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WWD Men’s Summit: Industry Insiders Weigh In On the Men’s Market

The WWD Men’s Summit, held in New York on March 26 at the Asia Society, featured a host of industry insiders who came together to discuss the ever-evolving menswear market. Top executives from brands and retailers attended, including Brunello Cucinelli, Coach, Ami, Calvin Klein and Saks Fifth Avenue.

The men’s market has experienced a surge of excitement recently. Designers are increasingly offering more daring collections and footwear styles, while retailers have embraced nontraditional concepts like genderless shoe floors.

FN spoke with three fashion heavyweights to get their takes on the changing men’s scene:

Thomas Ott, SVP and GMM, Saks Fifth Avenue: “It is a super-exciting time [for menswear]. A lot of young musicians and athletes are dressing up, so guys in their 20s and 30s are  interested in fashion. It’s one of the best-dressed generations we’ve seen. Our buyers spend a lot of time in the marketplace looking for newness. Even if you look at the more classic brands, nobody wants to be the old fogey anymore — their product and models are more updated. Our new [Brookfield Place] store will be 85,000 square feet, with both men’s and women’s. There will be a men’s floor. That whole area is revitalized, and it makes way for a new customer.”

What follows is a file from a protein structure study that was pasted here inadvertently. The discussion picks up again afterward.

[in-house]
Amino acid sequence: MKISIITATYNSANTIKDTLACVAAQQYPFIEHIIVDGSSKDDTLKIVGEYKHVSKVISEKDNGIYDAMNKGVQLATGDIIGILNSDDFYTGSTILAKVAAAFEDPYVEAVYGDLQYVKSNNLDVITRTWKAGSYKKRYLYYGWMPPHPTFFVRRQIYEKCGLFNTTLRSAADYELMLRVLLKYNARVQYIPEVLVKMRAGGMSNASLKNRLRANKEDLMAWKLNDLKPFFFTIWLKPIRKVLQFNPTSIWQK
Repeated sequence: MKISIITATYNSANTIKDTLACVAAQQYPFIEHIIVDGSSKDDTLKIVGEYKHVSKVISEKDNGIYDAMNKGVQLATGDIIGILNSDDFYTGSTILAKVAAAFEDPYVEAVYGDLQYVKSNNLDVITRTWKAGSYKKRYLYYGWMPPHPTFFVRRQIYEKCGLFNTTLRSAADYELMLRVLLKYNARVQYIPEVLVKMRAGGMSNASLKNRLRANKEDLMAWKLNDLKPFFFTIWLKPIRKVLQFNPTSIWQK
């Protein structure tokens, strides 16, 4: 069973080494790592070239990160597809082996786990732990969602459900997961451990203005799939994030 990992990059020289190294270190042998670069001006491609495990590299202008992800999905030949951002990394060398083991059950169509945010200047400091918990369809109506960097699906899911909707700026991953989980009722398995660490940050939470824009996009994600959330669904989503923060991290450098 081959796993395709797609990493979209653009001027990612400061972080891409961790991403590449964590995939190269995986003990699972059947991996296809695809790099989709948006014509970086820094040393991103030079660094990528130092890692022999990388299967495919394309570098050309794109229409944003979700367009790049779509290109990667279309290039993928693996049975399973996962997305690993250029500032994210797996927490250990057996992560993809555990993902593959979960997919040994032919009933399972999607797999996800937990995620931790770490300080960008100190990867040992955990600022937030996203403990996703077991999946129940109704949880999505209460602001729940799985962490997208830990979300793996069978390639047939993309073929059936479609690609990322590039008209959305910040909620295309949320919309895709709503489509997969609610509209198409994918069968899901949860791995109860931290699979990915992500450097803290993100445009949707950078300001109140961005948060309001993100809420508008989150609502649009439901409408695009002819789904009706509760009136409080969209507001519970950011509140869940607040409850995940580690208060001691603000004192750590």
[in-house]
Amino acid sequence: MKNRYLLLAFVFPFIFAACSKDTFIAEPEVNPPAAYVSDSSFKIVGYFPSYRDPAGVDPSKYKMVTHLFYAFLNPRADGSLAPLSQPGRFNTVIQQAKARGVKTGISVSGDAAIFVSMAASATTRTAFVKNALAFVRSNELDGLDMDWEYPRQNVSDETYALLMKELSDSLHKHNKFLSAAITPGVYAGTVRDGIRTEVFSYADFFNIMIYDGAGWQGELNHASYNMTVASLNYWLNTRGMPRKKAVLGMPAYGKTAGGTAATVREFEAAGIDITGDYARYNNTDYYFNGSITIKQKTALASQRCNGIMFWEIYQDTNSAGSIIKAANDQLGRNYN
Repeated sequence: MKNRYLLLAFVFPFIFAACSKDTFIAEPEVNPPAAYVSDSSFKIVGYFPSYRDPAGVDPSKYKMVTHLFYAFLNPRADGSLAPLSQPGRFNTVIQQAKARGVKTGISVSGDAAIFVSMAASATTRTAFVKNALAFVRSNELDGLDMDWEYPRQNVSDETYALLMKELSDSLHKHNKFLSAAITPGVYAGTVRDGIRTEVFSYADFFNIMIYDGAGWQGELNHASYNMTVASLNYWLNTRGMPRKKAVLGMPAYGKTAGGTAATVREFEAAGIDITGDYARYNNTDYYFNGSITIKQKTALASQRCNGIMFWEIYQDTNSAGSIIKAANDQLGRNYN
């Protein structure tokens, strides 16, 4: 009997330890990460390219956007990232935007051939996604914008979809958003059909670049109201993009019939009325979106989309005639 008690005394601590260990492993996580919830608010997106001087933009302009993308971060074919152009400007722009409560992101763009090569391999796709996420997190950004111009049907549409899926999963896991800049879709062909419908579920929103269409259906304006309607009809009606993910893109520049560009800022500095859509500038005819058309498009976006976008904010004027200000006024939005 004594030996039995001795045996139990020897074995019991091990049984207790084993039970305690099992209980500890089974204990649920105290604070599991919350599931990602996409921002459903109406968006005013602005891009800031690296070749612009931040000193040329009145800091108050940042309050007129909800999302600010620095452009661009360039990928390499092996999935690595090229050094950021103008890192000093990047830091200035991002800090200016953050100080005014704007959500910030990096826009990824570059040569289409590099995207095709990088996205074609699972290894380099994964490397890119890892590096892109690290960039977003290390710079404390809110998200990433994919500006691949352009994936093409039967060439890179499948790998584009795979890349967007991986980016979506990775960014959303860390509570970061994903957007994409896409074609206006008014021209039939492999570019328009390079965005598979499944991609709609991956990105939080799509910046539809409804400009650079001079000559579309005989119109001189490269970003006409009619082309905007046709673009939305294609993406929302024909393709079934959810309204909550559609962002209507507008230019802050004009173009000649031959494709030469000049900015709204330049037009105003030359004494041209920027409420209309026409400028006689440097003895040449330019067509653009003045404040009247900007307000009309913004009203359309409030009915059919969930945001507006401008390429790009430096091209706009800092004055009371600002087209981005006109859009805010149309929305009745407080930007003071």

Todd Snyder, founder and designer, Todd Snyder: “I wanted to build a brand around American classics, but I wanted to reinvent that and update them. In the last 10 years, it’s unbelievable how men have become incredible connoisseurs — of whiskey, food, clothing, art. Millennials have really changed [the market]. They want to know who makes it, why they made it, where it comes from. They don’t just want to go to a department store or buy it online, they want to be able to get it everywhere.”

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Italo Zucchelli, men’s creative director, Calvin Klein Collection and Calvin Klein Inc.: “Fashion is supposed to move forward. Menswear changes so fast. I try to balance iconic and innovative. I’ve always had a fascination with odd fabrics and materials — they help to push a new message. But I like to reference something both familiar and unfamiliar. I caused a stir when I put guys in long swimsuits, which were inspired by an Australian swim team. I watched a video of the show after, and people were talking and talking. In retrospect, it was kind of the perfect Calvin Klein moment: creating something controversial and provoking.”

For more men’s coverage, click here. 

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